Let’s break down the band problems by these categories to see what you can do to affect each related property:
Interference in 2.4 GHz: The 2.4GHz band is a “junk” band—it’s a frequency range that’s heavily polluted. It’s one of the most heavily used industrial, scientific, and medical (ISM) bands, which have broad rules to allow equipment that needs to emit a signal to work in within its confines. ISM devices aren’t used for communication, but produce electromagnetic signals as part of their operation. And those signals are interference.
The 2.4GHz band also has a host of other competing uses; 5GHz has the distinct benefit of having very little technology that makes use of the band. Reducing interference lets networks work at higher speeds and greater ranges.
Let’s look through common 2.4 GHz interference problems. (Also see “Troubleshooting AirPort Interference,” a 2007 article which is a little out of date on some topics, but has more general advice.)
Problem: Your home or office microwave oven. It uses the 2.4GHz band to heat water molecules, warming your food. A microwave oven contains a device that generates a roughly 1,000-watt signal oscillating 2.4 billion times a second—2.4GHz. And there’s your interference. Microwaves are shielded from emissions, but that only reduces the vast majority. There are tiny leakages that, while nearly unmeasurable, are still enough to disrupt Wi-Fi, which uses very low signal levels.
Solution: Stop making popcorn already! And move your base station farther from your kitchen or breakroom. Or use the 5GHz band, which lacks all these interference sources.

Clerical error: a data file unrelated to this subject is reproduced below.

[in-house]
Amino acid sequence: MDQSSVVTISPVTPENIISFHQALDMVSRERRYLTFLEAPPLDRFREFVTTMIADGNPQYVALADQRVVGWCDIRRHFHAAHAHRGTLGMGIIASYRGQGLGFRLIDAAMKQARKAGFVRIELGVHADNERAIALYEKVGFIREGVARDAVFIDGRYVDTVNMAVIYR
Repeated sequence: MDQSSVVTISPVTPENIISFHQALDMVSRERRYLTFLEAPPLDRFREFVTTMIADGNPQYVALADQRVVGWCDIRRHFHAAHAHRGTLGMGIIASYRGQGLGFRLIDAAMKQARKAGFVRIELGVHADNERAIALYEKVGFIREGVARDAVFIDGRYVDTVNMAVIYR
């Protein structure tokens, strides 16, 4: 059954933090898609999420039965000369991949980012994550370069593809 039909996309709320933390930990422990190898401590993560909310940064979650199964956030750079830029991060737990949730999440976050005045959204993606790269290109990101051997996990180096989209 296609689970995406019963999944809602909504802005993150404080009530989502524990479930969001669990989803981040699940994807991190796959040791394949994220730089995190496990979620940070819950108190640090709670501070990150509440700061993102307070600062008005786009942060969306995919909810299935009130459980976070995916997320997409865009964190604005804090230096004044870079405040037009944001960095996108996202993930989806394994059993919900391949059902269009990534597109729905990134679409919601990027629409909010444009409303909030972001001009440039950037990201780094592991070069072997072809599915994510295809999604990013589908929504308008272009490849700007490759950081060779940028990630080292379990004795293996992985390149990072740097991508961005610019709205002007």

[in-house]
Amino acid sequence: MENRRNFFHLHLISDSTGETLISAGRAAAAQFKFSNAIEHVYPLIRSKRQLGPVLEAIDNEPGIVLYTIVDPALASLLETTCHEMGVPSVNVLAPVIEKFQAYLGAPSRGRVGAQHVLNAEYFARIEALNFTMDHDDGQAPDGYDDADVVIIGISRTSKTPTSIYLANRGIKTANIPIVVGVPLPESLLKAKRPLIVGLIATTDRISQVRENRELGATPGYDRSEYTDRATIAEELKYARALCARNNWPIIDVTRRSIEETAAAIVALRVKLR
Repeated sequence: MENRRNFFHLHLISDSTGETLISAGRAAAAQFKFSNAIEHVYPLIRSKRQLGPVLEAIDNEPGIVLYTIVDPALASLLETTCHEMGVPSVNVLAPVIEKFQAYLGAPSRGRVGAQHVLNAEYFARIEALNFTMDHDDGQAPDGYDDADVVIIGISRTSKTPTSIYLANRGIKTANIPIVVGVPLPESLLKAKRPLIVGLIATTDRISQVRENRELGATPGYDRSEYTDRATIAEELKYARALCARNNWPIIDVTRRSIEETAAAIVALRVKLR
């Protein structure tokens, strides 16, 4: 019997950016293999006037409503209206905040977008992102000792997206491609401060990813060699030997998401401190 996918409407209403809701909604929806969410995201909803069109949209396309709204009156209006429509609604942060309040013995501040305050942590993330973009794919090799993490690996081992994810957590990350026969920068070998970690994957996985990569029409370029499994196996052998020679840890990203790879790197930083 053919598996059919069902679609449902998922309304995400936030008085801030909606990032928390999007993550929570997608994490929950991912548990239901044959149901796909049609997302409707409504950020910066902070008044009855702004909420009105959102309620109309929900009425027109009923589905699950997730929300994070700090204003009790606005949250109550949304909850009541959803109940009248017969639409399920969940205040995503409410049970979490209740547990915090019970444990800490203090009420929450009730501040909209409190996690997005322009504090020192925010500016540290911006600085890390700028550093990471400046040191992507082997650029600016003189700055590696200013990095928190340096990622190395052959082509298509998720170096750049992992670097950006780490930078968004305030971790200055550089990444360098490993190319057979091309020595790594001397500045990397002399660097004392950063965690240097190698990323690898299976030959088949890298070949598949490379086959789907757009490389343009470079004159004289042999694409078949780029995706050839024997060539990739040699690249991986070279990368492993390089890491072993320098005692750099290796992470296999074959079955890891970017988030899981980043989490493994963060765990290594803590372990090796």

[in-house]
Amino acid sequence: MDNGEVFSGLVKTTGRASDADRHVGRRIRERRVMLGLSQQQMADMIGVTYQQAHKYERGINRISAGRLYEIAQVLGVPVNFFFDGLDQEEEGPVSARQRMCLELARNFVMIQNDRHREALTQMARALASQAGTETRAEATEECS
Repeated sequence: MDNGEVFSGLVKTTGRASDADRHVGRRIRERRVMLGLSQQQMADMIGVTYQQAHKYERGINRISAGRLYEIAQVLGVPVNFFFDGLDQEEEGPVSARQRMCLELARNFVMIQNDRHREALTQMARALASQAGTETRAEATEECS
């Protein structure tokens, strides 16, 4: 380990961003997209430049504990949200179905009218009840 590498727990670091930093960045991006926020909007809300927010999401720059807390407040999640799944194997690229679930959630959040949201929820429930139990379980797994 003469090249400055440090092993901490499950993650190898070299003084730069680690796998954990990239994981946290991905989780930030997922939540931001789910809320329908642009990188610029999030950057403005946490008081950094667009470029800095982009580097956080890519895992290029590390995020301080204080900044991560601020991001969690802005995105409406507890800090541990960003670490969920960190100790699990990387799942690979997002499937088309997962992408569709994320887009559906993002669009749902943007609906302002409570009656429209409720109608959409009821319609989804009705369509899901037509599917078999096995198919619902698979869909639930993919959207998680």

Problem: Networking hardware and the 2.4GHz band. The band shares uses with common purposes, such as Bluetooth, cordless phones, baby monitors, and video cameras. Bluetooth has been harmonized and coordinated with Wi-Fi for years, but other devices aren’t so pleasant. The British spectrum regulator OFCOM just released a study that showed interference from competing devices, especially wireless cameras and baby monitors, appeared to be responsible for most Wi-Fi interference, at least in London.
Solution: Update your gear, switching to 5.8GHz phones or better behaved baby monitors (some use Wi-Fi directly now), or force your Wi-Fi clients to use 5GHz, if that’s an option.
Problem: Few non-overlapping channels. To make matters—and the potential for interference—worse, the 2.4GHz band is divided into overlapping channels. The more overlap, the greater the interference among networks located closely together. In the U.S., that means that only channels 1, 6, and 11 are mostly in the clear when used in proximity. In an urban area or apartment building you might see dozens of networks all trying to use the same frequencies, and all colliding off each other—Wi-Fi doesn’t give one user’s network preference to another—reducing throughput and sometimes causing the network to drop.
Solution: This will sound repetitive, but switching to 5GHz alleviates the channel problem. (I’ll talk about how to force newer 802.11n hardware to use 5GHz later in this article.) That’s because so many more channels are available—and without any overlap—in the 5GHz band. (Channel availability varies by country, more in 5GHz than 2.4GHz; Apple has a list.)